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Plasma donations from people recovering from COVID-19 needed for clinical trials

Scientists look at a test tube in a

Scientists look at a test tube in a Northwell health research lab. Stony Brook Medicine and Northwell's Feinstein Institutes for Medical Research are looking for plasma donations from recovering COVID-19 patients. Credit: Northwell Health

Long Islanders who are recovering from COVID-19 can sign up this week to donate their plasma for two local clinical trials that could help patients still struggling with the potentially deadly virus.

Both Stony Brook Medicine and the Feinstein Institutes for Medical Research are looking for plasma donations to be used in two separate studies.

Researchers are hoping convalescent plasma, which contains antibodies, can help stop infection in people who are battling the virus.

Volunteers must have previously tested positive for COVID-19 but currently be free of symptoms.

Feinstein, which handles research for the Northwell Health system, said it had joined a national network created by the Mayo Clinic. Potential donors are urged to use the portal

The clinical trial, expected to start in the coming days, will include injecting the plasma into select COVID-19 patients hospitalized at North Shore University Medical Center and Long Island Jewish Medical Center. It may expand to other facilities.

“Plasma therapy dates back to the 1890s and has had a historical impact on outbreaks of diseases like measles, mumps and influenza,” Dr. Craig Devoe, associate professor at the Feinstein Institutes and lead investigator of the clinical trial, said in a statement. “In this trial, we hope to garner the help from thousands of people who recovered from COVID-19 to see if their blood can play a useful role in combating this deadly virus.”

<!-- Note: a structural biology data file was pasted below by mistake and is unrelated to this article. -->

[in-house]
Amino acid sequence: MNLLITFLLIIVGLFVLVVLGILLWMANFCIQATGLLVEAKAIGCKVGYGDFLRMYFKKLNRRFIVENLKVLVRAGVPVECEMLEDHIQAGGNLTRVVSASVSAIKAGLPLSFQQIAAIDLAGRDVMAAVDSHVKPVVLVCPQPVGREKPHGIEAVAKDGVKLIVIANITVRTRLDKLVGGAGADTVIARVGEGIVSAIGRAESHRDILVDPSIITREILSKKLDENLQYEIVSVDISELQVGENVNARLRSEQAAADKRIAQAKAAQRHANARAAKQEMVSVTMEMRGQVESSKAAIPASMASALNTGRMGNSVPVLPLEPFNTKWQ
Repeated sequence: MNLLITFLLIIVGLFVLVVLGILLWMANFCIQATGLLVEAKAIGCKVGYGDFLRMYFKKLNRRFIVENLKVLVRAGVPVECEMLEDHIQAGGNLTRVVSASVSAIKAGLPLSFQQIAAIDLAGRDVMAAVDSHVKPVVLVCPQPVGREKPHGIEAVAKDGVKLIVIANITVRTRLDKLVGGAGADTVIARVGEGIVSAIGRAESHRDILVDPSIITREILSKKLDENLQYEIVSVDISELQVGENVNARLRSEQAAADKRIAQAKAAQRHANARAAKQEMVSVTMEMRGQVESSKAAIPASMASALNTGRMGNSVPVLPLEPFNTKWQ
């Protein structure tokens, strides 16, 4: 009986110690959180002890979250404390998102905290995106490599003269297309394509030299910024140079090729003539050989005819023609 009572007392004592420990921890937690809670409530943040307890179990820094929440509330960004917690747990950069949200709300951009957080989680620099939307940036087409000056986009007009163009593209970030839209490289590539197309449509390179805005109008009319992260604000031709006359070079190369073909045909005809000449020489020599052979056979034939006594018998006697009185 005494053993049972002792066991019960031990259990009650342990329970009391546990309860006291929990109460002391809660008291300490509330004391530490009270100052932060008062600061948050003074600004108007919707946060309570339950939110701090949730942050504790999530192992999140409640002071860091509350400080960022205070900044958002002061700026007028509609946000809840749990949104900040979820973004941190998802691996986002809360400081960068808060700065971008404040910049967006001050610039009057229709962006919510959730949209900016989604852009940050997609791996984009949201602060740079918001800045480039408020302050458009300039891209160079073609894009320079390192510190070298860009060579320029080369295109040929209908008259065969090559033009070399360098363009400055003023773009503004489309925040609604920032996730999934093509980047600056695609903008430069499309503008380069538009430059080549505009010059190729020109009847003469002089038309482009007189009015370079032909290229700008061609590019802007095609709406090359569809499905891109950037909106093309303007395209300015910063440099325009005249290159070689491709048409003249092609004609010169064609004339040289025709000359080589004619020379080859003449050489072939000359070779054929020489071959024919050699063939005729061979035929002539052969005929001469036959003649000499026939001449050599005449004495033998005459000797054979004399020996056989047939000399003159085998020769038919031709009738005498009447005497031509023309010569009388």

Stony Brook hopes to enroll up to 500 patients in a randomized, controlled study where 80% of the people will receive the convalescent plasma and 20% will receive standard plasma.

Potential donors should visit the website to fill out an online survey.

“Although we are incredibly optimistic and hopeful that we can save lives, we really don’t know if this is a safe and effective therapy for this specific virus,” said Dr. Elliott Bennett-Guerrero, vice chairman of clinical research, Department of Anesthesiology at Stony Brook University’s Renaissance School of Medicine, who is leading the study.

All patients receiving plasma in the clinical trial are hospitalized and about one-third are intubated and connected to a ventilator.

Bennett-Guerrero said transferring antibody-rich plasma to a COVID-19 positive patient in the first weeks of an infection may be important because the patient had not had time to develop high antibody levels on their own.